Americans Misunderstand 'Green' Marketing Message
30 April 2008 at 1:33 pm
Americans misunderstand key phrases commonly used in environmental marketing and advertising, giving products a greater environmental halo than they deserve and creating a growing risk of a company backlash according to a new study.
The findings are part of the 2008 Green Gap Survey, conducted by the Boston College Centre for Corporate Citizenship and Cone LLC.
According to the survey, almost four in 10 (39%) Americans are preferentially buying products they believe to be "environmentally friendly." At the same time, almost half (48%) of the population erroneously believes a product marketed as "green" or "environmentally friendly" has a positive (i.e., beneficial) impact on the environment.
Only 22 percent understand these terms more accurately describe products with less negative environmental impact than previous versions or competing products.
The survey shows that Americans do not realise that a green gap exists:
– 47 percent trust companies to tell them the truth in environmental messaging
– 45 percent believe companies are accurately communicating information about their impact on the environment
– 61 percent of Americans say they understand the environmental terms companies use in their advertising
Mike Lawrence, executive vice president of corporate responsibility, Cone LLC says the gap creates significant risk of embarrassment for companies and disillusionment for consumers.
He says activists are closely monitoring green claims and can quickly share information online about the actual environmental impact of a product. The result can be accusations that a company is engaging in ‘greenwashing’ and is misleading the public.
The study says people are listening to, interested in and positively affected by environmental messaging. Fully 38 percent say they feel informed by such messaging and another 11 percent feel empowered or inspired to act. Only 14 percent of the population says environmental messaging makes them either feel cynical or overwhelmed.
Cone LLC and The Boston College Centre for Corporate Citizenship believe the research suggests several strategies companies should use to effectively and credibly communicate about how their products or services impact the environment:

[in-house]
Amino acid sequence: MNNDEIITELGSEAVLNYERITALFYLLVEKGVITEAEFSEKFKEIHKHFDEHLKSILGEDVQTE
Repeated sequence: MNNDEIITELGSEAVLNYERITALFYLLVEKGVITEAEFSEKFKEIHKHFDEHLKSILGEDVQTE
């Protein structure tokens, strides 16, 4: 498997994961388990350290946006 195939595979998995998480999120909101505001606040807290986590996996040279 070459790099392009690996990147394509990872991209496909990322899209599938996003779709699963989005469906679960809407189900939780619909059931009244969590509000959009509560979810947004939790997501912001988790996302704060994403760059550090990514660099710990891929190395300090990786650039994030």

Be precise. Make specific claims that provide quantitative impacts.
70 percent of Americans say quantifying the actual environmental impact of a product or service is influential in their purchasing decisions. In addition, the more precise an environmental claim, the more convincing Americans believe it to be. For example, 36 percent found the message "environmentally friendly" credible when used to describe a paper product, but 60 percent found the message "made with 80% post-consumer recycled paper" credible.
Be relevant. Demonstrate a clear connection between the product or service and the environment.
74 percent of Americans say providing a clear connection between the product/service and the environmental issue (i.e., a hybrid car and lower emissions) influences their purchasing decisions.
Be a resource. Provide additional information for consumers in a place where they want it.
Americans say they are most likely to seek information online via a company’s Web site (54%), a third-party Web site (51%), a search engine (48%) or via product packaging (45%).
Be consistent. Don’t let marketing images send a signal that contradicts the carefully chosen words and facts you use. For example, showing an automobile parked in a virgin forest may be seen as insensitive, while a product growing out of a tree may be seen as exaggeration.
Be realistic. There are always more environmental improvements that can be made to a product or service, and they are but one piece of a much larger environmental journey for society. Communications that include some sense of context, as well as a "work in progress" tone, will be more credible and less subject to criticism.
About the survey:
The 2008 Green Gap Survey presents the findings of an online survey conducted February 21-22, 2008 by Opinion Research Corporation among 1,080 adults comprising 520 men and 560 women 18 years of age and older The margin of error associated with a sample of this size is +/- 3%.
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